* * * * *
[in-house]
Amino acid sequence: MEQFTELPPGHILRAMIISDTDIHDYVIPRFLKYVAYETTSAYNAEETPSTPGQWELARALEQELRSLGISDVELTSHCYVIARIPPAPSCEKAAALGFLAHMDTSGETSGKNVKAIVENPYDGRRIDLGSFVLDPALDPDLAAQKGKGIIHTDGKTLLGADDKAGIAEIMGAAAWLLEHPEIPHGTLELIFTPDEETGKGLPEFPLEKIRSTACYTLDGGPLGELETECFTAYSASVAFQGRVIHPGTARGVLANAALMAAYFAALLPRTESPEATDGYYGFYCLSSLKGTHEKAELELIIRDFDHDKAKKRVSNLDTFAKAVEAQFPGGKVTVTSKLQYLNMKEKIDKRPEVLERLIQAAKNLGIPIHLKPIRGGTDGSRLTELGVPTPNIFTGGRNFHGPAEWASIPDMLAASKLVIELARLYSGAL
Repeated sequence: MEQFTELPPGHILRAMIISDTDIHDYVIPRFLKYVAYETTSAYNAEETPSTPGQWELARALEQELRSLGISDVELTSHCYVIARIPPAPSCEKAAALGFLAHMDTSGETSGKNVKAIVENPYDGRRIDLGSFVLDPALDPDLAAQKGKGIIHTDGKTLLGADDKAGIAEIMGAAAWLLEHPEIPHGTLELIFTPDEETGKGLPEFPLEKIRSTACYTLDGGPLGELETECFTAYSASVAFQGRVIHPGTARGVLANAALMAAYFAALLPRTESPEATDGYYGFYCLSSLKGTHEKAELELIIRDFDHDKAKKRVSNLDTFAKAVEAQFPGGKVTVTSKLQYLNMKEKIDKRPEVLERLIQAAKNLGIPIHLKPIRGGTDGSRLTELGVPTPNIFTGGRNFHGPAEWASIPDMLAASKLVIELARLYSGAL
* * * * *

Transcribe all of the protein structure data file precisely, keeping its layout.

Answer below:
[in-house]
Amino acid sequence: MEQFTELPPGHILRAMIISDTDIHDYVIPRFLKYVAYETTSAYNAEETPSTPGQWELARALEQELRSLGISDVELTSHCYVIARIPPAPSCEKAAALGFLAHMDTSGETSGKNVKAIVENPYDGRRIDLGSFVLDPALDPDLAAQKGKGIIHTDGKTLLGADDKAGIAEIMGAAAWLLEHPEIPHGTLELIFTPDEETGKGLPEFPLEKIRSTACYTLDGGPLGELETECFTAYSASVAFQGRVIHPGTARGVLANAALMAAYFAALLPRTESPEATDGYYGFYCLSSLKGTHEKAELELIIRDFDHDKAKKRVSNLDTFAKAVEAQFPGGKVTVTSKLQYLNMKEKIDKRPEVLERLIQAAKNLGIPIHLKPIRGGTDGSRLTELGVPTPNIFTGGRNFHGPAEWASIPDMLAASKLVIELARLYSGAL
Repeated sequence: MEQFTELPPGHILRAMIISDTDIHDYVIPRFLKYVAYETTSAYNAEETPSTPGQWELARALEQELRSLGISDVELTSHCYVIARIPPAPSCEKAAALGFLAHMDTSGETSGKNVKAIVENPYDGRRIDLGSFVLDPALDPDLAAQKGKGIIHTDGKTLLGADDKAGIAEIMGAAAWLLEHPEIPHGTLELIFTPDEETGKGLPEFPLEKIRSTACYTLDGGPLGELETECFTAYSASVAFQGRVIHPGTARGVLANAALMAAYFAALLPRTESPEATDGYYGFYCLSSLKGTHEKAELELIIRDFDHDKAKKRVSNLDTFAKAVEAQFPGGKVTVTSKLQYLNMKEKIDKRPEVLERLIQAAKNLGIPIHLKPIRGGTDGSRLTELGVPTPNIFTGGRNFHGPAEWASIPDMLAASKLVIELARLYSGAL